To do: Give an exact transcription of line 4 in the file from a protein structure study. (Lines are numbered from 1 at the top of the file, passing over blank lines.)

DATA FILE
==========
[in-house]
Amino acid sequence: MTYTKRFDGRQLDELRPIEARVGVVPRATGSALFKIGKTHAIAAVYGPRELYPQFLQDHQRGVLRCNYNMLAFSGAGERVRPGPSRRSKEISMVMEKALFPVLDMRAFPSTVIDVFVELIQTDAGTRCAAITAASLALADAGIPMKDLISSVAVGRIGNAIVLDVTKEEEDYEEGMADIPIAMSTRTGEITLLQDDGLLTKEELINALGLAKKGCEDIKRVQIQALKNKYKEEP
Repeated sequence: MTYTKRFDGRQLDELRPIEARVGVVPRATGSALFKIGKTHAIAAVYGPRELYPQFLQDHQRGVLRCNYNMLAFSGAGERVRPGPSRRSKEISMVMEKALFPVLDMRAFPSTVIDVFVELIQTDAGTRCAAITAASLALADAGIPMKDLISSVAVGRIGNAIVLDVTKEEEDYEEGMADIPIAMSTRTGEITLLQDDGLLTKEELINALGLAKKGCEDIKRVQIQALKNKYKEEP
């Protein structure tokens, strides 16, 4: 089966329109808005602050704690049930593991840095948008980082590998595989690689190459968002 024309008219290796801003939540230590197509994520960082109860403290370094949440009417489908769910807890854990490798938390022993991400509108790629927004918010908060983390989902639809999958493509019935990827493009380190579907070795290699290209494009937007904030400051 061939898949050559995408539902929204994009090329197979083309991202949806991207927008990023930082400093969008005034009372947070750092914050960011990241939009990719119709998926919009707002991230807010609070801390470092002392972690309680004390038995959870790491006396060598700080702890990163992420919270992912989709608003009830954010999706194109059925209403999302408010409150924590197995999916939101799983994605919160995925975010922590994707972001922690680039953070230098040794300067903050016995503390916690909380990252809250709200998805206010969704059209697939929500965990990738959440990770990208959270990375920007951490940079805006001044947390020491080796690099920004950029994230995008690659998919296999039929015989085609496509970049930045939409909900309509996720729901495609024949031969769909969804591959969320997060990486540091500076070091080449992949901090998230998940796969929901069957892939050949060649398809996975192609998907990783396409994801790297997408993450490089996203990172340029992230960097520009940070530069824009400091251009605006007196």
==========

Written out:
């Protein structure tokens, strides 16, 4: 089966329109808005602050704690049930593991840095948008980082590998595989690689190459968002 024309008219290796801003939540230590197509994520960082109860403290370094949440009417489908769910807890854990490798938390022993991400509108790629927004918010908060983390989902639809999958493509019935990827493009380190579907070795290699290209494009937007904030400051 061939898949050559995408539902929204994009090329197979083309991202949806991207927008990023930082400093969008005034009372947070750092914050960011990241939009990719119709998926919009707002991230807010609070801390470092002392972690309680004390038995959870790491006396060598700080702890990163992420919270992912989709608003009830954010999706194109059925209403999302408010409150924590197995999916939101799983994605919160995925975010922590994707972001922690680039953070230098040794300067903050016995503390916690909380990252809250709200998805206010969704059209697939929500965990990738959440990770990208959270990375920007951490940079805006001044947390020491080796690099920004950029994230995008690659998919296999039929015989085609496509970049930045939409909900309509996720729901495609024949031969769909969804591959969320997060990486540091500076070091080449992949901090998230998940796969929901069957892939050949060649398809996975192609998907990783396409994801790297997408993450490089996203990172340029992230960097520009940070530069824009400091251009605006007196």